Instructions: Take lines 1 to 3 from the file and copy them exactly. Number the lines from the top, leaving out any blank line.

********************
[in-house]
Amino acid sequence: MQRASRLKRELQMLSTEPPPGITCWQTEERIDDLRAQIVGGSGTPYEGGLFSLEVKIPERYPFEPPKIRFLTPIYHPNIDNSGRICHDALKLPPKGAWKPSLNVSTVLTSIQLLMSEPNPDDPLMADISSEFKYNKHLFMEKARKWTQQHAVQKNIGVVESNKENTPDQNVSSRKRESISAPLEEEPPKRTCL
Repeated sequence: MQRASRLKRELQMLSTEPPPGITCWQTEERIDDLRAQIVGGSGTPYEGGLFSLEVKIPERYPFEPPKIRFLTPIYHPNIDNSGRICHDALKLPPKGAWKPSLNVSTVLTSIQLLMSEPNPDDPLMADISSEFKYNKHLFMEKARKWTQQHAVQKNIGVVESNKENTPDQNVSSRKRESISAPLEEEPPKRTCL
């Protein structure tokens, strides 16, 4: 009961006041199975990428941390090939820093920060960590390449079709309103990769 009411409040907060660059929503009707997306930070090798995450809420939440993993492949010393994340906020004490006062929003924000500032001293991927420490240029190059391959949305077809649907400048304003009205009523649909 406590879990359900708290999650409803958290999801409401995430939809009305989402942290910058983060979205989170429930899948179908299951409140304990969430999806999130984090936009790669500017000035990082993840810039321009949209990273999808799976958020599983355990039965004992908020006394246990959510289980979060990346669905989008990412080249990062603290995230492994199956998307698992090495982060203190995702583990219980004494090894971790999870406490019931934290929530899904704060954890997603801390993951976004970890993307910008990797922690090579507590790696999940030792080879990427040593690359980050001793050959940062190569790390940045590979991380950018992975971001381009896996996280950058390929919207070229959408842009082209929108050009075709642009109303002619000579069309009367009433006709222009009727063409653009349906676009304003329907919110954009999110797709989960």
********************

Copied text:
[in-house]
Amino acid sequence: MQRASRLKRELQMLSTEPPPGITCWQTEERIDDLRAQIVGGSGTPYEGGLFSLEVKIPERYPFEPPKIRFLTPIYHPNIDNSGRICHDALKLPPKGAWKPSLNVSTVLTSIQLLMSEPNPDDPLMADISSEFKYNKHLFMEKARKWTQQHAVQKNIGVVESNKENTPDQNVSSRKRESISAPLEEEPPKRTCL
Repeated sequence: MQRASRLKRELQMLSTEPPPGITCWQTEERIDDLRAQIVGGSGTPYEGGLFSLEVKIPERYPFEPPKIRFLTPIYHPNIDNSGRICHDALKLPPKGAWKPSLNVSTVLTSIQLLMSEPNPDDPLMADISSEFKYNKHLFMEKARKWTQQHAVQKNIGVVESNKENTPDQNVSSRKRESISAPLEEEPPKRTCL